Item 266500. DER HAMER: KOMUNISTISHER HOYDESH-ZSHURNAL. DER HAMMER: WORKERS’ MONTHLY. NO. 5, JULY, 1926.

DER HAMER: KOMUNISTISHER HOYDESH-ZSHURNAL. DER HAMMER: WORKERS’ MONTHLY. NO. 5, JULY, 1926. דער האמער

Nyu York [New York]: Der "Frayhayt" 1926. Item #42629

8vo; 1st edition. Original Color Wrappers with illustration by Yosl Cutler. 4to, 64 pages. 29 cm. Includes illustrations. In Yiddish. Yiddish title translates as, "Communist Monthly Magazine."
Monthly magazine, running from Merts (March) 1926 to October 1939, published by the Frayhat, the Yiddish Communist daily run by the Jewish branch of the International Workers Order and closely aligned (but not identical, especially on Palestine) with the Communist Party. Here an issue from the first year (with no volume indicated). Volume 7 was repeated in numbering (for 1933 and 1934).
Jewish Communists founded an “earnest theoretical journal for Marxism-Leninism,” Der Hamer, under the editorship of Leon Talmy (original name, Leyzer Talmonovitsky) in 1926 (“Yidishe Prese in Amerika,”Icor yor-bukh - ICOR Year Book 1932, 193 [Yiddish section]). Israel Ber Bailin became editor of Der Hamer, taking over from Talmy when the latter left for the Soviet Union, and remaining as editor until that journal was discontinued in 1939.
Eitan Kensky, now the Curator of Judaica and Hebraica Collections at Stanford University, noted that “Among the highlights” of YIVO’s “Shades of Red: Yiddish Left-Wing Press in America” exhibition “is a series of arresting covers for the Communist monthly Der Hammer....The Der Hammer covers….can be exalting (as in August, 1927), or brutally savage. His October, 1934 cover shows a fat, cigar-smoking capitalist mixing together bottles of ‘Democratic party’ and ‘Republican party’ to make a poison of ‘Hunger/War/Fascism’" (Forward, May 15, 2012)
Indeed, “The Yiddish-speaking community played a prominent role in leftist political activism in the U.S. during the early twentieth century. Der Hammer (The Hammer) was a Yiddish-language monthly magazine associated with Morgen Freiheit (Morning Freedom), a communist daily established in New York City in 1922. During the late 1920s and 1930s, prominent artists, most of whom were Jewish, contributed cover illustrations and political cartoons to Der Hammer, including William Gropper, its most frequent contributor. By contributing illustrations to communist periodicals with a broad circulation, artists with leftist political leanings were able to circulate their art and ideas to a large audience.” (MetMuseum.org: "Art for the Millions: American Culture and Politics in the 1930s," Sept.–Dec. 2023, which included issues of Der Hamer).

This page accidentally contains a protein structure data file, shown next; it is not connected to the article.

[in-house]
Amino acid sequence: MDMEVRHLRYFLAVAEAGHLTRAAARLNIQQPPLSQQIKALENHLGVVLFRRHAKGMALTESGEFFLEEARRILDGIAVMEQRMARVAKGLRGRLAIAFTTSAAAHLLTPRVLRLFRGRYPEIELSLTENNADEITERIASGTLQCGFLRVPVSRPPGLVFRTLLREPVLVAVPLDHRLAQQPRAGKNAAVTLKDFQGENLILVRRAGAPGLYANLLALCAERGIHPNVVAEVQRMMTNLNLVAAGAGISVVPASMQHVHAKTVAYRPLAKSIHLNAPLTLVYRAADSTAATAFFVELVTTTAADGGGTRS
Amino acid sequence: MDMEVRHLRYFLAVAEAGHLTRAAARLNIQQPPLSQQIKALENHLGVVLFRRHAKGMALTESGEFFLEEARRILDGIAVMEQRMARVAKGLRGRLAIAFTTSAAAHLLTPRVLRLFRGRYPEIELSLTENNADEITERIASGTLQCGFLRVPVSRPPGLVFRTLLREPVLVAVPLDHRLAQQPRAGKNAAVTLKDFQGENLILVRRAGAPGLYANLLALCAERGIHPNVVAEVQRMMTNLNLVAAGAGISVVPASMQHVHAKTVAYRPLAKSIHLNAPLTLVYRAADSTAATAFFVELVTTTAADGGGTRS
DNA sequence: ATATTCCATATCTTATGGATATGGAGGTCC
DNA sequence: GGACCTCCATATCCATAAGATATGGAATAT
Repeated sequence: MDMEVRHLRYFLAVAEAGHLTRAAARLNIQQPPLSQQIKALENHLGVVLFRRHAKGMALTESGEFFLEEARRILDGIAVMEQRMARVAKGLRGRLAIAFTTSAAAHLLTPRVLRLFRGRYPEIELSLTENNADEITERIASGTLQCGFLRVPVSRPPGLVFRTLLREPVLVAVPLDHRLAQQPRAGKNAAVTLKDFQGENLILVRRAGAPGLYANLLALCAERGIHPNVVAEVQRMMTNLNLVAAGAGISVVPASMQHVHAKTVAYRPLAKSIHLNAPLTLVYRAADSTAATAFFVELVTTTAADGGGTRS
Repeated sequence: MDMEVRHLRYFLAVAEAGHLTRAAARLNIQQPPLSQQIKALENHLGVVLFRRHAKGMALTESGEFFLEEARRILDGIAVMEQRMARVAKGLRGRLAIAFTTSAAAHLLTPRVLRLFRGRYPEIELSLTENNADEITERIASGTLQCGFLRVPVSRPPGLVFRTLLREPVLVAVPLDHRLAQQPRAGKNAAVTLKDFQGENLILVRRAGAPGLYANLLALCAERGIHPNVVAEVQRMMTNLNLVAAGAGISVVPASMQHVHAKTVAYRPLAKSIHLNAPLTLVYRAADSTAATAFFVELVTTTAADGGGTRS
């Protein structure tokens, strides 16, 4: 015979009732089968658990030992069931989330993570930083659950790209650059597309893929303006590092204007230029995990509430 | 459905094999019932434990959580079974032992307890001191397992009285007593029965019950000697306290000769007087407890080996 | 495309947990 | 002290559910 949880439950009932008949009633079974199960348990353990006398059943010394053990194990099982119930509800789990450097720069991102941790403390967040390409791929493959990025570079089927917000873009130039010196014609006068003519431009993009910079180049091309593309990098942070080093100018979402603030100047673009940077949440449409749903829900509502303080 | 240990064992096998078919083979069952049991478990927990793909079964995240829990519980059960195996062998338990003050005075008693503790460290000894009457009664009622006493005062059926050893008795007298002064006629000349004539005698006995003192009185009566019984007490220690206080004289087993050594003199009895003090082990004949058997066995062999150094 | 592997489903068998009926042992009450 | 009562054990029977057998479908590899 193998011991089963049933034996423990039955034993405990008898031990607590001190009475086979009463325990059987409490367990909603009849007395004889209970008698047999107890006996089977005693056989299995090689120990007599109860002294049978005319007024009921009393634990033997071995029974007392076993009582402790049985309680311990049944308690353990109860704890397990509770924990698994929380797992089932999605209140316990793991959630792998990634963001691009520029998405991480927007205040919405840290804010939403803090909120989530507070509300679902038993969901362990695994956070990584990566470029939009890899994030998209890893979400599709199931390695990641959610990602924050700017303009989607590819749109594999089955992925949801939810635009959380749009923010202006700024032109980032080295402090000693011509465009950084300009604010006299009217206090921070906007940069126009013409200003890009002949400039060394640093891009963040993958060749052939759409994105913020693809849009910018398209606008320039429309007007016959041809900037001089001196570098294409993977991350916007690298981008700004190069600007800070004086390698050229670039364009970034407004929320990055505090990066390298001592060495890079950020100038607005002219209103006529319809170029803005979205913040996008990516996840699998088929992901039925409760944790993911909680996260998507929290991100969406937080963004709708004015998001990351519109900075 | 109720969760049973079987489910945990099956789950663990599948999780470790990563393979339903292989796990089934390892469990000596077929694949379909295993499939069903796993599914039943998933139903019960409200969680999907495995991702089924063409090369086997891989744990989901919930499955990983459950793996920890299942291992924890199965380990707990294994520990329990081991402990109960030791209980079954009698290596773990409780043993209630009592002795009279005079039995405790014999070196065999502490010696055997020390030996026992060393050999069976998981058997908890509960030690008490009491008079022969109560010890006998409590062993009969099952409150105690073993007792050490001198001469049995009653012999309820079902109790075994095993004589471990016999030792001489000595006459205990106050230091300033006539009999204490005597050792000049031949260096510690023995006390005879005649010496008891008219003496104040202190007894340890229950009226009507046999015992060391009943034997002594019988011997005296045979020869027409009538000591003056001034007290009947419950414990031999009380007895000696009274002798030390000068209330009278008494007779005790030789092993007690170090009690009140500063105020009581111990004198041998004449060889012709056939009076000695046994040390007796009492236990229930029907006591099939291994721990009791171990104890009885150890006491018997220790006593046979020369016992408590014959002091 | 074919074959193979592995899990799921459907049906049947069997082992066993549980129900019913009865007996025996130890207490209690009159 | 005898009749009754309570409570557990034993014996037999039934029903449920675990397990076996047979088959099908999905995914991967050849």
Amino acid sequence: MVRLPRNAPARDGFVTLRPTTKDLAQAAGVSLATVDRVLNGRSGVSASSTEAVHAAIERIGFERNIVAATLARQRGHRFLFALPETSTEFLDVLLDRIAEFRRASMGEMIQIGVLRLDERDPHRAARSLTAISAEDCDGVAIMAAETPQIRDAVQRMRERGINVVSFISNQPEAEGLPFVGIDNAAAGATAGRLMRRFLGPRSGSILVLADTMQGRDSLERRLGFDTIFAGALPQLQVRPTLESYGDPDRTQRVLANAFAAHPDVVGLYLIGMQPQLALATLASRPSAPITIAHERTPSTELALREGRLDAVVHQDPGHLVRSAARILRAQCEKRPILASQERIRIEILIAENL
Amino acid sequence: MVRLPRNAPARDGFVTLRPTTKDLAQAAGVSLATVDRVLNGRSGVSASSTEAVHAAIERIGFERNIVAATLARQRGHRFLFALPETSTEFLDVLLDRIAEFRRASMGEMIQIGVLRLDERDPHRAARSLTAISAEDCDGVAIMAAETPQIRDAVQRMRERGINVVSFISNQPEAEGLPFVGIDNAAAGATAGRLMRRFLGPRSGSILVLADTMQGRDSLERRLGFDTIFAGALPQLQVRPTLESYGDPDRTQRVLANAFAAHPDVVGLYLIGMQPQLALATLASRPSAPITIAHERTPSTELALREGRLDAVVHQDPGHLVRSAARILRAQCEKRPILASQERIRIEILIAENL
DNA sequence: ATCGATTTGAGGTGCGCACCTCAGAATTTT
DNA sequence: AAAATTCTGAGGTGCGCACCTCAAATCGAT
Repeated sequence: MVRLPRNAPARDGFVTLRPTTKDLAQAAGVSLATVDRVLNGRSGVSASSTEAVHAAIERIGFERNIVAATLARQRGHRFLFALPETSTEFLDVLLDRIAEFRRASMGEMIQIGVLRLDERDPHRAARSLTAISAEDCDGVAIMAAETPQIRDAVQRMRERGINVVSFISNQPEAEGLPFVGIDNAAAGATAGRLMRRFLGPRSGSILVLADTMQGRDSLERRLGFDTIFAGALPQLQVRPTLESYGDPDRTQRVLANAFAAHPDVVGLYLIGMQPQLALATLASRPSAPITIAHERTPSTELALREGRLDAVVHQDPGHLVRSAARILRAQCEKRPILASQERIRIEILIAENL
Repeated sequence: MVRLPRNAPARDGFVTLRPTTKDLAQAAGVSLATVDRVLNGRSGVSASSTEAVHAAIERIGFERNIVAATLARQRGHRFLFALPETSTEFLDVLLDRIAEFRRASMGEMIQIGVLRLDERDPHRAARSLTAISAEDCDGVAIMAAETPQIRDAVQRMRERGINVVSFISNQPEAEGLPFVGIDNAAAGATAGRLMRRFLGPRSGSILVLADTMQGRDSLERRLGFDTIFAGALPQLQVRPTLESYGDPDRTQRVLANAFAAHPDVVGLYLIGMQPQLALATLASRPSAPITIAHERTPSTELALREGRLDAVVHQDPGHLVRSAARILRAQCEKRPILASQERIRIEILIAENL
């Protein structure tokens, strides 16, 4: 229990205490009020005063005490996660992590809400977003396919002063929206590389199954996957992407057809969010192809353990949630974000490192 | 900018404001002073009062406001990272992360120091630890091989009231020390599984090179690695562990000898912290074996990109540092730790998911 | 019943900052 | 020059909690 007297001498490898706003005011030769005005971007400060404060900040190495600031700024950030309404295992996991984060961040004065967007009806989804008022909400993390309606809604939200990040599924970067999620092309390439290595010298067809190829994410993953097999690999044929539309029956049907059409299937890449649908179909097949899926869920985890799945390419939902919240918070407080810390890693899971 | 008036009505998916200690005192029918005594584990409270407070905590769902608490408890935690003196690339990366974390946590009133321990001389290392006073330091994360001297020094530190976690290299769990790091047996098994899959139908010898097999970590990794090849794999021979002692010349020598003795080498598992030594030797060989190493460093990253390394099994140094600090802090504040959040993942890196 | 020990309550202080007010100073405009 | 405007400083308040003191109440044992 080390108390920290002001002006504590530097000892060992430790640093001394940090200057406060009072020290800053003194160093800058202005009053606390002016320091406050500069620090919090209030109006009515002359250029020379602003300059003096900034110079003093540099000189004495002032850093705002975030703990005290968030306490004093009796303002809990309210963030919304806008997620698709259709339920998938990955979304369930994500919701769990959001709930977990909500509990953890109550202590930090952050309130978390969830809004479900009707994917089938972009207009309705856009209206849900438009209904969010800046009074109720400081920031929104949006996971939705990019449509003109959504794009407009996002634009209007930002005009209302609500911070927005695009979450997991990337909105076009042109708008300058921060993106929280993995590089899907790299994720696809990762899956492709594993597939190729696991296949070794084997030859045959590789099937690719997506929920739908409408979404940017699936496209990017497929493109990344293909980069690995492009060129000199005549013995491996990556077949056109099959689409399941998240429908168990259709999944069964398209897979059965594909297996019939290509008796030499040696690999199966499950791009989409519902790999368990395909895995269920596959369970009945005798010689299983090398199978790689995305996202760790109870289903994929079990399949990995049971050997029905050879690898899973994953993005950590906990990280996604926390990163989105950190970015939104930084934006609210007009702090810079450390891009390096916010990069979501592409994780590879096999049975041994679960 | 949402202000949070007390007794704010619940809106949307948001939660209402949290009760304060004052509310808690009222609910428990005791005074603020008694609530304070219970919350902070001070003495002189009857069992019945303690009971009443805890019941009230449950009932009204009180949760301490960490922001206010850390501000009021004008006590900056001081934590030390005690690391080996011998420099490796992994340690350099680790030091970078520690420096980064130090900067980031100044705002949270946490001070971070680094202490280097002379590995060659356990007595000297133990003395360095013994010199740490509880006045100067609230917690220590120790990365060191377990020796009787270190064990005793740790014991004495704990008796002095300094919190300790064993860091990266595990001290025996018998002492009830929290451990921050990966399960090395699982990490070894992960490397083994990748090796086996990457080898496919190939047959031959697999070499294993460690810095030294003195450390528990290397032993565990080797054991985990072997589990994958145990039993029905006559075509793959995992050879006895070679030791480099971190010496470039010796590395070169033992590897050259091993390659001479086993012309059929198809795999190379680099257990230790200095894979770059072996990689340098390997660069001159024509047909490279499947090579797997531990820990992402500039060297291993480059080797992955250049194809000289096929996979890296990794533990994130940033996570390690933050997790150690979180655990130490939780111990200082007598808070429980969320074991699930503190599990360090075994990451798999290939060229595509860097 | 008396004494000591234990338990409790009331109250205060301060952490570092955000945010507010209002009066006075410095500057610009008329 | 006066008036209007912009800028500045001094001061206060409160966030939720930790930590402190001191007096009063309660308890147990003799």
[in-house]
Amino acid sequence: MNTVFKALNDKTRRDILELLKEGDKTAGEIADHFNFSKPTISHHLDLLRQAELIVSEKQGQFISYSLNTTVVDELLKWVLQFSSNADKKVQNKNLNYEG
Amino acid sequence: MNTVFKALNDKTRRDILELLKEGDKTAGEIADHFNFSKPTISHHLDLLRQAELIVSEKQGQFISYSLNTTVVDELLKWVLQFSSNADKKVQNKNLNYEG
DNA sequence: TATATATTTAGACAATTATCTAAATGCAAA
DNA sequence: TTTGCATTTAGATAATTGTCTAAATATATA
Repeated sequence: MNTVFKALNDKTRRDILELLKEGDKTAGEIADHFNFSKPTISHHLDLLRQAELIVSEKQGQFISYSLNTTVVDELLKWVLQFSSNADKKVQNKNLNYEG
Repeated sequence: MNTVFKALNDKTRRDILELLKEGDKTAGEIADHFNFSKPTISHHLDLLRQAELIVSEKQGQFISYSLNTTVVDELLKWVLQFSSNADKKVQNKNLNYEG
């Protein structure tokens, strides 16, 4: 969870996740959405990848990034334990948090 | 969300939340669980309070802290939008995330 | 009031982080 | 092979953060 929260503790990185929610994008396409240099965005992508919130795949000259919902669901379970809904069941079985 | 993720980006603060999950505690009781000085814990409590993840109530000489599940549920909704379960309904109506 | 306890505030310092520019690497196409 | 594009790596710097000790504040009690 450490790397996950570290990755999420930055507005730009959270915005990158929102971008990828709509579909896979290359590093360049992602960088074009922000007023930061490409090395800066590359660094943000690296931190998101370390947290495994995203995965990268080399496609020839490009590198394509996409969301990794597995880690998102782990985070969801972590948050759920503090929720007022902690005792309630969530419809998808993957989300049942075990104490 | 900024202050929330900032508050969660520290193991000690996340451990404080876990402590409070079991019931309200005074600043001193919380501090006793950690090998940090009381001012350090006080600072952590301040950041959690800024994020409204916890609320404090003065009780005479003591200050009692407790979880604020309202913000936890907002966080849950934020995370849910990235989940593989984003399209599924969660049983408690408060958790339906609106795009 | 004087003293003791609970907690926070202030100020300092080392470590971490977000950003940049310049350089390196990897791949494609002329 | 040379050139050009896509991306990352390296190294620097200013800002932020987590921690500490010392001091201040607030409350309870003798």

For a good introduction to this period of American Jewish Communist history, see Henry Felix Srebrnik’s “Introduction: American Jews, Communism, The Icor And Birobidzhan,” from his larger work, DREAMS OF NATIONHOOD (Academic Studies Press 2010, www.degruyter.com/document/doi/10.1515/9781618116871-004/html)
SUBJECT(S ): Communism -- Periodicals. Yiddish literature -- Periodicals. Litte´rature yiddish -- Pe´riodiques. Communism. OCLC: 18933132.
Spine notched for binding, paper toning, otherwise Very Good Condition. (YID-44-27-PEXFFIINNQQUU).

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